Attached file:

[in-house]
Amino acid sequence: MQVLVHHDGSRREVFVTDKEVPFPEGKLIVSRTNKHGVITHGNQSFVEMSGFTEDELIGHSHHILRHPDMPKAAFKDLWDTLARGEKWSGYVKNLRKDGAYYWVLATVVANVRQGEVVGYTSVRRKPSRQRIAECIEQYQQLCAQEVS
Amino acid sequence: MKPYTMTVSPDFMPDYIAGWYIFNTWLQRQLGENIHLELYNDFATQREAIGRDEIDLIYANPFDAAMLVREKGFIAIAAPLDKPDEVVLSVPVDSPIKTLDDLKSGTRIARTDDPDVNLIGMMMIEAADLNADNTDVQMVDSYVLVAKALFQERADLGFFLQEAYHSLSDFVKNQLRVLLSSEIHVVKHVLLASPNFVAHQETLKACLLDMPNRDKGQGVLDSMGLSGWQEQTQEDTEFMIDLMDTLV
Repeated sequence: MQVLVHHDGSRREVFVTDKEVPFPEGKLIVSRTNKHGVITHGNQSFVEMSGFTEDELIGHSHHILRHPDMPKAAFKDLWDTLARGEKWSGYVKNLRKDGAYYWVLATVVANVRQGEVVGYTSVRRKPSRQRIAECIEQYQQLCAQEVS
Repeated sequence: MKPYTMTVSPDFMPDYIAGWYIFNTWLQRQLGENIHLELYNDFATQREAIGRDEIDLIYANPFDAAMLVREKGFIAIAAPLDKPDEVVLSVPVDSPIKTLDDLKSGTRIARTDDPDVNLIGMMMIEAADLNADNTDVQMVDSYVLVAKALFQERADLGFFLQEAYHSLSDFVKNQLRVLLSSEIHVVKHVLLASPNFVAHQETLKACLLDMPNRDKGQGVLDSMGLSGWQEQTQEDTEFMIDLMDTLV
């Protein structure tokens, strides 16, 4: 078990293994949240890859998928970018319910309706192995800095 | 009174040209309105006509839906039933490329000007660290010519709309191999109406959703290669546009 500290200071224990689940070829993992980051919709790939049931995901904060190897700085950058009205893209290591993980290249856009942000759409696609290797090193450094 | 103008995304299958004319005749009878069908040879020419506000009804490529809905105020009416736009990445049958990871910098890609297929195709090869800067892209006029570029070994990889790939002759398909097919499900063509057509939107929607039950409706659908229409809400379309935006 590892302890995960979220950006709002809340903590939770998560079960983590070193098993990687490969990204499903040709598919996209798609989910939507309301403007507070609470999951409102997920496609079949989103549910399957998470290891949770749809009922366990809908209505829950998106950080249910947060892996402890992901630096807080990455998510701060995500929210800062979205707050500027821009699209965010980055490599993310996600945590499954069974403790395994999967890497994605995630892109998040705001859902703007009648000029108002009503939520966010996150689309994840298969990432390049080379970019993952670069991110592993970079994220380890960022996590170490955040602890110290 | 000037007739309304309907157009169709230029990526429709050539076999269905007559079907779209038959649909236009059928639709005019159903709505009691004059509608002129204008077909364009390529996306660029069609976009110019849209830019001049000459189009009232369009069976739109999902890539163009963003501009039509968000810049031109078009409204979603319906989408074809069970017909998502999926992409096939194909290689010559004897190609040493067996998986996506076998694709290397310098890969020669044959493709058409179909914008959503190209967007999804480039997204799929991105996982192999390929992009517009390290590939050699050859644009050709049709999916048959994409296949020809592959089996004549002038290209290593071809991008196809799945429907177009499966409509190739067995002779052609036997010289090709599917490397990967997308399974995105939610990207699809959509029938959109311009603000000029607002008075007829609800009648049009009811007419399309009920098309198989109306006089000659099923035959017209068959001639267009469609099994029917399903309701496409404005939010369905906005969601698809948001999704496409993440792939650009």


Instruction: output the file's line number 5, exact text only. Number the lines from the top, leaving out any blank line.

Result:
Repeated sequence: MKPYTMTVSPDFMPDYIAGWYIFNTWLQRQLGENIHLELYNDFATQREAIGRDEIDLIYANPFDAAMLVREKGFIAIAAPLDKPDEVVLSVPVDSPIKTLDDLKSGTRIARTDDPDVNLIGMMMIEAADLNADNTDVQMVDSYVLVAKALFQERADLGFFLQEAYHSLSDFVKNQLRVLLSSEIHVVKHVLLASPNFVAHQETLKACLLDMPNRDKGQGVLDSMGLSGWQEQTQEDTEFMIDLMDTLV